The French government unveiled a string of measures, totaling 15 billion euros ($17 billion), as a rescue plan to preserve hundreds of thousands of jobs and shore up the manufacturer Airbus and the national carrier, Air France.
The government added that said companies would have to ramp up investment in alternative technologies such as electric and hydrogen planes as part of the bailout, reported The Guardian.
The plan includes €7 billion already announced for Air France, whose fleet was almost entirely grounded during the pandemic, and whose partner KLM is being backed by the Dutch government, the report further stated.
LeMaire said the government would do “everything to support this French industry that is so critical for our sovereignty, our jobs and our economy,” as he launched the plan.
The bailout will help push through Air France orders of new Airbus planes, while it also includes new defence spending by the government on Airbus military products.
There are 300,000 aerospace jobs in France. A third of those would have been wiped out if the government did not step in, LeMaire said, adding that preserving jobs was the top priority.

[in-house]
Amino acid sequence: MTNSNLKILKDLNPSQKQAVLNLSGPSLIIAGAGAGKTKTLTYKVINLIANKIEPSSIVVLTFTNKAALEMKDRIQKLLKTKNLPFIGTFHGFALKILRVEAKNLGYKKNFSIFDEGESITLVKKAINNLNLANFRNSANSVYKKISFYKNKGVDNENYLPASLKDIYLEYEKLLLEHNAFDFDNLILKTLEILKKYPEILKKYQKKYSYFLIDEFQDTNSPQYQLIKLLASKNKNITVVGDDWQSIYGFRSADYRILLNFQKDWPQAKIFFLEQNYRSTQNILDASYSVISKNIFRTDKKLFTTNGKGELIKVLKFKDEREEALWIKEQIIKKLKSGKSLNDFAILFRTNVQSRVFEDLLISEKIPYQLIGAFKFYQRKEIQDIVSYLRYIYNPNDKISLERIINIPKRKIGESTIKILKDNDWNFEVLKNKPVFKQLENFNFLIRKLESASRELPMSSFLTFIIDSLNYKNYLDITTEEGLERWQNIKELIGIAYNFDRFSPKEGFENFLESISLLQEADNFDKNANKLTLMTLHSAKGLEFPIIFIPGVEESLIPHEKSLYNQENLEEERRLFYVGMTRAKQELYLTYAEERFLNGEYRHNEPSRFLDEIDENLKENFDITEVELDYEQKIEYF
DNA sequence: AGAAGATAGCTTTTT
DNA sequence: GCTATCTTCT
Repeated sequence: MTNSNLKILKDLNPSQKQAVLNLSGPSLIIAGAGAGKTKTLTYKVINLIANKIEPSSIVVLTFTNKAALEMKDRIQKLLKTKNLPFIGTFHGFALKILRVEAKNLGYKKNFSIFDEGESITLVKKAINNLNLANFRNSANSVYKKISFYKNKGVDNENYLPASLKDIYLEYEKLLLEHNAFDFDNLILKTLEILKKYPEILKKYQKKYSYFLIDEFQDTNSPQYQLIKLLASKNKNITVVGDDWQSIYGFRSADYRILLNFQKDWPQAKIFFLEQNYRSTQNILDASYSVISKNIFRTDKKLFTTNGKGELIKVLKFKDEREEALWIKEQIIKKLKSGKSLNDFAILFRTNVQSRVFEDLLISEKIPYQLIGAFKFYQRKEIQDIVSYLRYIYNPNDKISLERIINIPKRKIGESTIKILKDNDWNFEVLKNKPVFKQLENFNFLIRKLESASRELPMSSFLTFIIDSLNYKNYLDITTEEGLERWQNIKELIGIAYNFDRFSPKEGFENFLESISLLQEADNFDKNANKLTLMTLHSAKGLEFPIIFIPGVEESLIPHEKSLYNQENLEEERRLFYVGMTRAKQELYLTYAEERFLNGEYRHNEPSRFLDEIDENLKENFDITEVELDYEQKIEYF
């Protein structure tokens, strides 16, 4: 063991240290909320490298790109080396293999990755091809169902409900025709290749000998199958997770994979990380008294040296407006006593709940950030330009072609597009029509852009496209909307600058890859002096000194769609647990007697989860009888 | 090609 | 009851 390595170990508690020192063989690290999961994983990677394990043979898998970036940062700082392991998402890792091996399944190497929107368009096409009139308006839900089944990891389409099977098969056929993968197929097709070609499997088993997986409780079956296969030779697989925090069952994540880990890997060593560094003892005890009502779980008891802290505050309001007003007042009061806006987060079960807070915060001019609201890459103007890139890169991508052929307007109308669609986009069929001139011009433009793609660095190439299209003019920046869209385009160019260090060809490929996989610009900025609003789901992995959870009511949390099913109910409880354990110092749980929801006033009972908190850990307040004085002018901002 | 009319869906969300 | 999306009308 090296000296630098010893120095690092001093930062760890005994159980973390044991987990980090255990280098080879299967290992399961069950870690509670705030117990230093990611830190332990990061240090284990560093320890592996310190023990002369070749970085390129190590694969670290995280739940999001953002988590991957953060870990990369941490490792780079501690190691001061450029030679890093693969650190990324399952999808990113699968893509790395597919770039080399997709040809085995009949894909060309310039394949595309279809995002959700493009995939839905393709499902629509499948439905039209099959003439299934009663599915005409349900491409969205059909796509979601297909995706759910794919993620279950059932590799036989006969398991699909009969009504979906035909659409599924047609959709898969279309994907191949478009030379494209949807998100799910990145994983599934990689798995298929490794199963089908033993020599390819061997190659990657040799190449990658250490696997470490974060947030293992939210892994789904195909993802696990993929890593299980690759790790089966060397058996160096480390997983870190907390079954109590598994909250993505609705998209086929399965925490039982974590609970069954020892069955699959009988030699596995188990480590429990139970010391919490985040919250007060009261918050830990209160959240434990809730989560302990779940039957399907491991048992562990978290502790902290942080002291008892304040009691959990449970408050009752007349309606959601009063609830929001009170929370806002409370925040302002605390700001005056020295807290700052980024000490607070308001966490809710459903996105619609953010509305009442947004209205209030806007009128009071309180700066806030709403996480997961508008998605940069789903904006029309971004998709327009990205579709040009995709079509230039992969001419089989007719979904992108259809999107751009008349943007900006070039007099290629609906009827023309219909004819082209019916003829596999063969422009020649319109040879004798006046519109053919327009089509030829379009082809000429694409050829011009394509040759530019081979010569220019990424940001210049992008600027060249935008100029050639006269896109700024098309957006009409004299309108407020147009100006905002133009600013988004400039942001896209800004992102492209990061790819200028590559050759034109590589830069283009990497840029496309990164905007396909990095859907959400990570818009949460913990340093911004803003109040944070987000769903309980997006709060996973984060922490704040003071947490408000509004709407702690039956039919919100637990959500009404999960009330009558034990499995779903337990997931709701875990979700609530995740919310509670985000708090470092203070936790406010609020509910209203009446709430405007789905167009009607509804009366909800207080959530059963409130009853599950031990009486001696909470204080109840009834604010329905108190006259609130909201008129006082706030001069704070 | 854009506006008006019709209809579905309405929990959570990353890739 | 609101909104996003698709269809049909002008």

Airbus CEO Guillaume Faury welcomed the plan announced by the French government. “It represents an important milestone for both our commercial aircraft business, which is facing a significant reduction in production of around 40 per cent, as well as for our defence businesses which protect national sovereignty.”
“In the face of a significant reduction in commercial aircraft production we need to continue to act quickly and this plan will help us to mitigate the short-term impacts, while allowing for the protection of key technologies and critical skills to ensure we can rebound when the time is right, ” he further added.
He said that the research and technology component of this plan will serve as a strong and much needed accelerator in the transition towards the decarbonisation of air transport and the company will continue its leading role in the mission to present the first “zero emission” commercial aircraft by 2035.
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